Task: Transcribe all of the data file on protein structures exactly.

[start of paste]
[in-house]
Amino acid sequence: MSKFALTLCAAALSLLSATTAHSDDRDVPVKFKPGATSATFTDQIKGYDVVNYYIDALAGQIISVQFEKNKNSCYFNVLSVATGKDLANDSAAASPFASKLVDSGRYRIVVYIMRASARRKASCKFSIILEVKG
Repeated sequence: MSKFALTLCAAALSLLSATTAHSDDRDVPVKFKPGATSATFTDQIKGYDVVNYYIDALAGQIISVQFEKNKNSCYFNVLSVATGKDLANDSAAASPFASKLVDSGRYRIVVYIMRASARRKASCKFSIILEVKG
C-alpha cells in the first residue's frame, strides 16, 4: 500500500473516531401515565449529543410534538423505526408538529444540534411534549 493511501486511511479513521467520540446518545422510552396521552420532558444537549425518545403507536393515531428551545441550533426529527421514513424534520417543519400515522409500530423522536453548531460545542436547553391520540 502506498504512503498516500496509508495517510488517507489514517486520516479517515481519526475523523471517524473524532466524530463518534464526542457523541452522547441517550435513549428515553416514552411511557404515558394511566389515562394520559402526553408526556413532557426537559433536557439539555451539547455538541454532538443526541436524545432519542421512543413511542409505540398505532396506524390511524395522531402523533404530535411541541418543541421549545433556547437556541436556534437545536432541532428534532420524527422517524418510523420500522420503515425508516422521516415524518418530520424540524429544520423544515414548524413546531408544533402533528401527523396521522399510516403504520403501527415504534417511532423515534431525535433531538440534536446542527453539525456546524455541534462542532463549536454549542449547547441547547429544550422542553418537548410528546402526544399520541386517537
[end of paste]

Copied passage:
[in-house]
Amino acid sequence: MSKFALTLCAAALSLLSATTAHSDDRDVPVKFKPGATSATFTDQIKGYDVVNYYIDALAGQIISVQFEKNKNSCYFNVLSVATGKDLANDSAAASPFASKLVDSGRYRIVVYIMRASARRKASCKFSIILEVKG
Repeated sequence: MSKFALTLCAAALSLLSATTAHSDDRDVPVKFKPGATSATFTDQIKGYDVVNYYIDALAGQIISVQFEKNKNSCYFNVLSVATGKDLANDSAAASPFASKLVDSGRYRIVVYIMRASARRKASCKFSIILEVKG
C-alpha cells in the first residue's frame, strides 16, 4: 500500500473516531401515565449529543410534538423505526408538529444540534411534549 493511501486511511479513521467520540446518545422510552396521552420532558444537549425518545403507536393515531428551545441550533426529527421514513424534520417543519400515522409500530423522536453548531460545542436547553391520540 502506498504512503498516500496509508495517510488517507489514517486520516479517515481519526475523523471517524473524532466524530463518534464526542457523541452522547441517550435513549428515553416514552411511557404515558394511566389515562394520559402526553408526556413532557426537559433536557439539555451539547455538541454532538443526541436524545432519542421512543413511542409505540398505532396506524390511524395522531402523533404530535411541541418543541421549545433556547437556541436556534437545536432541532428534532420524527422517524418510523420500522420503515425508516422521516415524518418530520424540524429544520423544515414548524413546531408544533402533528401527523396521522399510516403504520403501527415504534417511532423515534431525535433531538440534536446542527453539525456546524455541534462542532463549536454549542449547547441547547429544550422542553418537548410528546402526544399520541386517537